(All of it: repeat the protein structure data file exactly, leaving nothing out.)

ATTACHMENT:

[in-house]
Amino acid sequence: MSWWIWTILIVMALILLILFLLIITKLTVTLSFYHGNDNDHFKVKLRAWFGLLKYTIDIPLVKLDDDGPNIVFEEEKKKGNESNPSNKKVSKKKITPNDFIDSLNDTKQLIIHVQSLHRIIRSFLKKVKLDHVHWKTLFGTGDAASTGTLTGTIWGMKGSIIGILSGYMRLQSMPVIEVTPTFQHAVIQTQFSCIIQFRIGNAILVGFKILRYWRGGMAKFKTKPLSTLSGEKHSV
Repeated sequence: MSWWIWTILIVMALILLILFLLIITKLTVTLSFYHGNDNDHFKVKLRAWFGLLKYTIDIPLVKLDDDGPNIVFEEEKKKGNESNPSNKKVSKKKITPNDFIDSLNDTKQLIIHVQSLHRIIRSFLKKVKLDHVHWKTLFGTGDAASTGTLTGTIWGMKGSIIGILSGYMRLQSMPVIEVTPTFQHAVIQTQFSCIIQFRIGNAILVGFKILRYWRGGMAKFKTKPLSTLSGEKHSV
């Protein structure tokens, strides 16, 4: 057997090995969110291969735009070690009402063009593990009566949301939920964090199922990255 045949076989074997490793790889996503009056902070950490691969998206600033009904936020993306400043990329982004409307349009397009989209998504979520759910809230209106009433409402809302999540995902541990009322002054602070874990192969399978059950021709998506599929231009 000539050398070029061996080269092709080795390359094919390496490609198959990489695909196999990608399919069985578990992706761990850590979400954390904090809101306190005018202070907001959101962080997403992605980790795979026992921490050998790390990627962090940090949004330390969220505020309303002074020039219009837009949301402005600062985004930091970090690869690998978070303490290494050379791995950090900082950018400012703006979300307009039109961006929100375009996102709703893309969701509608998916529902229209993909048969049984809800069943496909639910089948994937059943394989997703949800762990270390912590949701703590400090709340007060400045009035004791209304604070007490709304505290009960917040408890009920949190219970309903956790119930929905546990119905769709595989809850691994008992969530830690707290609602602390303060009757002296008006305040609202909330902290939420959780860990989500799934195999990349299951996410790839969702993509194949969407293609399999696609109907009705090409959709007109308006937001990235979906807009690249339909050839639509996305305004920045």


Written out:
[in-house]
Amino acid sequence: MSWWIWTILIVMALILLILFLLIITKLTVTLSFYHGNDNDHFKVKLRAWFGLLKYTIDIPLVKLDDDGPNIVFEEEKKKGNESNPSNKKVSKKKITPNDFIDSLNDTKQLIIHVQSLHRIIRSFLKKVKLDHVHWKTLFGTGDAASTGTLTGTIWGMKGSIIGILSGYMRLQSMPVIEVTPTFQHAVIQTQFSCIIQFRIGNAILVGFKILRYWRGGMAKFKTKPLSTLSGEKHSV
Repeated sequence: MSWWIWTILIVMALILLILFLLIITKLTVTLSFYHGNDNDHFKVKLRAWFGLLKYTIDIPLVKLDDDGPNIVFEEEKKKGNESNPSNKKVSKKKITPNDFIDSLNDTKQLIIHVQSLHRIIRSFLKKVKLDHVHWKTLFGTGDAASTGTLTGTIWGMKGSIIGILSGYMRLQSMPVIEVTPTFQHAVIQTQFSCIIQFRIGNAILVGFKILRYWRGGMAKFKTKPLSTLSGEKHSV
């Protein structure tokens, strides 16, 4: 057997090995969110291969735009070690009402063009593990009566949301939920964090199922990255 045949076989074997490793790889996503009056902070950490691969998206600033009904936020993306400043990329982004409307349009397009989209998504979520759910809230209106009433409402809302999540995902541990009322002054602070874990192969399978059950021709998506599929231009 000539050398070029061996080269092709080795390359094919390496490609198959990489695909196999990608399919069985578990992706761990850590979400954390904090809101306190005018202070907001959101962080997403992605980790795979026992921490050998790390990627962090940090949004330390969220505020309303002074020039219009837009949301402005600062985004930091970090690869690998978070303490290494050379791995950090900082950018400012703006979300307009039109961006929100375009996102709703893309969701509608998916529902229209993909048969049984809800069943496909639910089948994937059943394989997703949800762990270390912590949701703590400090709340007060400045009035004791209304604070007490709304505290009960917040408890009920949190219970309903956790119930929905546990119905769709595989809850691994008992969530830690707290609602602390303060009757002296008006305040609202909330902290939420959780860990989500799934195999990349299951996410790839969702993509194949969407293609399999696609109907009705090409959709007109308006937001990235979906807009690249339909050839639509996305305004920045």